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US President Donald Trump will order a 60-day report on the state of the nation’s cybersecurity, complete with recommendations on whether new legal powers are required.
That’s according to a draft executive order leaked to The Washington Post and posted online.
For the most part, the draft [PDF] reflects the persistent position of the US government – namely that cyberspace is a vital national resource, a source of significant innovation and economic value, and the government should ensure its security and actively defend it.
The executive order also notes that the internet is “currently vulnerable to attacks from both state and non-state actors” “that impose significant costs on the US economy and significantly harm vital national interests” and could lead to “significant property damage and loss of life.”
Where the order starts to veer away from the policies of the previous administration, however, comes in the degree of importance placed on the internet strategically, and by extension the amount of influence that the US government should be given over the internet – which remains a global network of largely private servers communicating with one another.
From the draft order:
Cyberspace has emerged as a new domain of engagement, comparable in significance to land, sea, air, and space, and its significance will increase in the years ahead … The Federal Government has a responsibility to defend America from cyberattacks that could threaten US national interests or cause significant damage to Americans’ personal or economic security. That responsibility extends to protecting both privately and publicly operated critical networks and infrastructure.
The Obama Administration recognized the fact that the vast majority of the internet lies in private hands, and so stressed the need for cooperation between companies and the government (a cooperation that stumbled after the Snowden revelations that the NSA was specifically targeting internet companies’ data centers).
The Trump Administration seems to be taking a more authoritarian approach. “The executive departments and agencies tasked with protecting civilian government networks and critical infrastructure are not currently organized to act collectively/collaboratively, tasked, or resourced, or provided with legal authority adequate to succeed in their missions,” the draft order notes – the implication being that government agencies should be given greater resources and more legal power over such networks.
While the federal government does run significant computer networks and should be expected to protect them as much as possible – particularly given the furor over hacking of highly sensitive networks by the Russian government during the recent election – the executive order may seek to extend that authority beyond government-run networks.
“Critical infrastructure” is defined within the order as:
The term ‘critical infrastructure’ means systems and assets, whether physical or virtual, so vital to the United States that the incapacity or destruction of such systems would have a debilitating impact on security, national economic security, national public health or safety, or any combination of those matters.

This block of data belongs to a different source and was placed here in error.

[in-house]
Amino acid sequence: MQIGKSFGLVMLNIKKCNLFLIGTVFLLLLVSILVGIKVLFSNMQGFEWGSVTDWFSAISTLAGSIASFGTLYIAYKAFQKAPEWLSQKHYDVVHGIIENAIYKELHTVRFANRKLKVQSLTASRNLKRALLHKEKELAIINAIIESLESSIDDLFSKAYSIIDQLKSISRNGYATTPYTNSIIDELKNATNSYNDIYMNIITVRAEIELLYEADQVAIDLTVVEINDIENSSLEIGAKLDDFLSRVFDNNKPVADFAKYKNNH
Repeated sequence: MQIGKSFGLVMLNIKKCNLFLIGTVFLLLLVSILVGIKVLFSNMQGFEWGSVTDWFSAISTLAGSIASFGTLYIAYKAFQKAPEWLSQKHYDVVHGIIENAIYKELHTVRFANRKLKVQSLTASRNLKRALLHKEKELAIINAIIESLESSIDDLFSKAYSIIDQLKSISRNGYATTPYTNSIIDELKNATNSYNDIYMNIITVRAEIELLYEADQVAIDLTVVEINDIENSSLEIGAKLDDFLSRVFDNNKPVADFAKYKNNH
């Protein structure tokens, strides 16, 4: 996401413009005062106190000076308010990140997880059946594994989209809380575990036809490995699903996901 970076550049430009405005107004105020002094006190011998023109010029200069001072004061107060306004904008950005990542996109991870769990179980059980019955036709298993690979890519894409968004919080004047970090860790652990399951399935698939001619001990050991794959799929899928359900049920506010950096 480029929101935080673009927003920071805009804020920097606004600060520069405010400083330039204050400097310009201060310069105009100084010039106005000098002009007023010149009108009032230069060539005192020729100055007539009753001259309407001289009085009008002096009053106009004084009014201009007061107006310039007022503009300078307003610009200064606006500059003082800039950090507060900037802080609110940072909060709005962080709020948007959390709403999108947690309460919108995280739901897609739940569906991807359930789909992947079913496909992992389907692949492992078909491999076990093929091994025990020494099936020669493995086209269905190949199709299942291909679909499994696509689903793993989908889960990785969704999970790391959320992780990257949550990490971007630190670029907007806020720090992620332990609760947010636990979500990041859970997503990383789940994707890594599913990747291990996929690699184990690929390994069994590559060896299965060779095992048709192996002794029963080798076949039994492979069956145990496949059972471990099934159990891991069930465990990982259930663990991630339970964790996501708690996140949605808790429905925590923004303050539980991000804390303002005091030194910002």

The big question is whether that definition of “security” and “national economic security” would include private networks like Google’s email servers or Amazon’s cloud servers. The order isn’t clear.
What is clear is that there will be a review with recommendations. The order calls for a “review of the most critical US cyber vulnerabilities” to begin immediately, with initial recommendations supplied in 60 days.
Those recommendations are to cover “the enhanced protection of the most critical civilian Federal Government, public, and private sector infrastructure, other than US national security systems.” Again the recommendations are expected to cover whether government agencies are “appropriately organized, tasked, and resourced, and provided with adequate legal authority necessary to fulfill their missions.”
All of which may mean little, or a lot, depending on what the report finally shows and how much the president decides to try to implement the recommendations.
As ever, the reason that the executive order has raised concerns is due to statements made by President Trump during the election campaign, as well as congressional investigations into Russian hacking and ongoing calls for an independent investigation into that hacking.
When it comes to the internet, Trump has said little in policy terms beyond suggesting that it be possible to turn off parts of it, amid a widely mocked suggestion that he contact Bill Gates about how to do so.
In the past, there have also been frequent calls from some lawmakers to introduce an “internet shutoff” for the United States’ internet infrastructure – an approach that has been aggressively criticized and even mocked as impossible – but one that many believe is still possible, given the increasingly frequent use of shutdowns by countries including Brazil, Cameroon, Egypt, India, Iraq, Morocco and Saudi Arabia.
It is unlikely that a cybersecurity review would include a recommendation to add shutoff controls for the United States’ internet infrastructure – one of the largest and most complex in the world – but it is possible that it could be used to insist on access to data in those networks under the pretext of national security. Only time will tell. ®
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